Petro Peril

PETRO PERIL: The changing landscape of oil by rail

5 crude oil derailments in 2013.
10 derailments in 2014.
4 derailments within one month in 2015.

At this rate, the U.S. is on track to have its worst year for oil-carrying train derailments.

By Ezra Kaplan

Over 40 crude oil-filled trains, each a mile long, roll through Chicago every week, according to documents obtained from the Illinois Emergency Management Agency. That’s about 17 million gallons—or 400,000 barrels of what is known as “Bakken crude”—flowing through Chicagoland each day.

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PETRO PERIL: The cross-country odyssey of Bakken crude

By Bryce Gray

From its Late Devonian and Early Mississippian resting place of some 300 million years, the light, sweet crude of “Bakken gold” is extracted through hydraulic fracturing, or “fracking,” and horizontal drilling techniques. As soon as the oil bubbles to the wellhead at the surface, the process of converting it into a market-ready commodity begins in earnest.

At the wellhead, the crude is stored in stock tanks, and eventually undergoes preliminary heating to remove water.

Natural gas also exits the wells through the drilling process. Satellite imagery shows widespread flaring that sets the region aglow at night, as approximately 30 percent of the area’s natural gas is burned off. When possible, the gas is captured and stored separately from tanks of crude, to be processed into fuels such as propane or butane.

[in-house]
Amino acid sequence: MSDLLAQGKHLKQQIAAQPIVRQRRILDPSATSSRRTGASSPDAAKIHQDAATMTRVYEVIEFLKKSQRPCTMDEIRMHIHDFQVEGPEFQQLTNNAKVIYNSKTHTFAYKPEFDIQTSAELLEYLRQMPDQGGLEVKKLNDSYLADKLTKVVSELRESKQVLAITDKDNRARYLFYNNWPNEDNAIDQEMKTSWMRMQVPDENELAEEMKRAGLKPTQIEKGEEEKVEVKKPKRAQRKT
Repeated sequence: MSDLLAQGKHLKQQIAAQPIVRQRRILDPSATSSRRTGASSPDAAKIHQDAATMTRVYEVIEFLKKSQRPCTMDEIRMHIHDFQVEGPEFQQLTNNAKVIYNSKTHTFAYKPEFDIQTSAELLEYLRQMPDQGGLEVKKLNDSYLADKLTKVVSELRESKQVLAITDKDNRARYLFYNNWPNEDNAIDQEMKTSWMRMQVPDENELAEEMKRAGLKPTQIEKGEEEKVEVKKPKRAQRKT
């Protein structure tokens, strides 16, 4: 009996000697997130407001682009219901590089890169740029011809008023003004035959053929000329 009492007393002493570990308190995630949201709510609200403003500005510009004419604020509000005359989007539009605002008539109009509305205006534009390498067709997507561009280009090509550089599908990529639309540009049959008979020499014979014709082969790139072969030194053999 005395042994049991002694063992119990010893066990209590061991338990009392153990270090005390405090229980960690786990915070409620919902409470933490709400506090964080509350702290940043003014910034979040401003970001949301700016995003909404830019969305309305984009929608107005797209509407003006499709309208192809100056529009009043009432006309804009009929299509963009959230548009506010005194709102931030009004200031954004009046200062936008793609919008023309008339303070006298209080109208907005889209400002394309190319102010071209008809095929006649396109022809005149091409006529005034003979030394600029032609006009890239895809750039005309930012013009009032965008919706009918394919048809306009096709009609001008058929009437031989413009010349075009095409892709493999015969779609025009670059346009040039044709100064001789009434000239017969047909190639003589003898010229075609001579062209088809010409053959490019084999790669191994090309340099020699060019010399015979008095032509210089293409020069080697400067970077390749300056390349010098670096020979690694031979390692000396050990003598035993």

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PETRO PERIL: Three months after train derailment in Galena, volatile crude still fuels concerns

By Taylor Hall

GALENA, Ill.– It was a slow day at the Chestnut Mountain Ski Resort when bartender Hannah Davidson glanced out the dining room’s wraparound window and watched the afternoon sky turn completely black.

“We actually saw the explosion,” Davidson said. “We’re at a 475-foot vertical here, and we could see the flames above the trees. The smoke was coming up, and it reached all the way to Rockford. The sky was completely black. It was nothing like I’d ever seen before. And it didn’t look like fire smoke, the kind that dissipates. I just remember seeing crazy flames.”

At about 1:50 p.m. on March 5, a Burlington Northern Santa Fe, or BNSF, freight train derailed 3.5 miles south of Galena, Illinois, a charming, historic tourist town of just more than 3,000 residents located 170 miles northwest of Chicago. The train was carrying approximately 3 million gallons of crude oil in 103 enhanced CPC-1232 tanker cars at about 23 mph when 21 of its tank cars derailed, rupturing seven and setting fire to five.
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PETRO PERIL VIDEO: Concerns over safety of fuel-carrying trains in wake of Galena

By Andrew Fowler

On March 5, a train carrying crude oil from North Dakota derailed just south of Galena, Illinois adding it to a growing list of towns where similar accidents have happened. Twenty-one tank cars of the Burlington Northern Santa Fe train derailed and five caught on fire, which set a blaze that burned for a several days.

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